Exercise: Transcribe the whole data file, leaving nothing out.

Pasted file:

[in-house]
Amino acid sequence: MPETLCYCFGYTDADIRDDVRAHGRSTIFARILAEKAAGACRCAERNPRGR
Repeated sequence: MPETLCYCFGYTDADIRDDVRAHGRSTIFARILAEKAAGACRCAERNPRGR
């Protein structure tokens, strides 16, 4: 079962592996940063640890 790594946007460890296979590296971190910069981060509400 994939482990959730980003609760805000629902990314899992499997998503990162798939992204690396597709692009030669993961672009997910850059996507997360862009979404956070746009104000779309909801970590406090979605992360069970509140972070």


[in-house]
Amino acid sequence: MPETLCYCFGYTDADIRDDVRAHGRSTIFARILAEKAAGACRCAERNPRGR
Repeated sequence: MPETLCYCFGYTDADIRDDVRAHGRSTIFARILAEKAAGACRCAERNPRGR
């Protein structure tokens, strides 16, 4: 079962592996940063640890 790594946007460890296979590296971190910069981060509400 994939482990959730980003609760805000629902990314899992499997998503990162798939992204690396597709692009030669993961672009997910850059996507997360862009979404956070746009104000779309909801970590406090979605992360069970509140972070």